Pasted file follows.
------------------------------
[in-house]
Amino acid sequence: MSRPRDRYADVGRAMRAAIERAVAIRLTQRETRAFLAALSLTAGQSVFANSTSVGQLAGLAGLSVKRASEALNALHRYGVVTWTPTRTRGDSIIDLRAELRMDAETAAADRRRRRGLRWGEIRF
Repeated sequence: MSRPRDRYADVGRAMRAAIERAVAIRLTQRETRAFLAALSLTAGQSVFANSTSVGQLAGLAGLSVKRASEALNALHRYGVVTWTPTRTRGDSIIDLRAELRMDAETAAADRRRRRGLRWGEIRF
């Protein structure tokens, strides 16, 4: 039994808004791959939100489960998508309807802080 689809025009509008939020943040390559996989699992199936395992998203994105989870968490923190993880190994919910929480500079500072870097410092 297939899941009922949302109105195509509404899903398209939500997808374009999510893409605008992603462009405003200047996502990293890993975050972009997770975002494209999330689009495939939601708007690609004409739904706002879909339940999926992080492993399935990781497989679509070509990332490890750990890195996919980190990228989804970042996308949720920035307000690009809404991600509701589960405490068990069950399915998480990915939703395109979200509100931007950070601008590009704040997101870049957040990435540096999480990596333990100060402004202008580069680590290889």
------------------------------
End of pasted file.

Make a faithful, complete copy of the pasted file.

[in-house]
Amino acid sequence: MSRPRDRYADVGRAMRAAIERAVAIRLTQRETRAFLAALSLTAGQSVFANSTSVGQLAGLAGLSVKRASEALNALHRYGVVTWTPTRTRGDSIIDLRAELRMDAETAAADRRRRRGLRWGEIRF
Repeated sequence: MSRPRDRYADVGRAMRAAIERAVAIRLTQRETRAFLAALSLTAGQSVFANSTSVGQLAGLAGLSVKRASEALNALHRYGVVTWTPTRTRGDSIIDLRAELRMDAETAAADRRRRRGLRWGEIRF
């Protein structure tokens, strides 16, 4: 039994808004791959939100489960998508309807802080 689809025009509008939020943040390559996989699992199936395992998203994105989870968490923190993880190994919910929480500079500072870097410092 297939899941009922949302109105195509509404899903398209939500997808374009999510893409605008992603462009405003200047996502990293890993975050972009997770975002494209999330689009495939939601708007690609004409739904706002879909339940999926992080492993399935990781497989679509070509990332490890750990890195996919980190990228989804970042996308949720920035307000690009809404991600509701589960405490068990069950399915998480990915939703395109979200509100931007950070601008590009704040997101870049957040990435540096999480990596333990100060402004202008580069680590290889």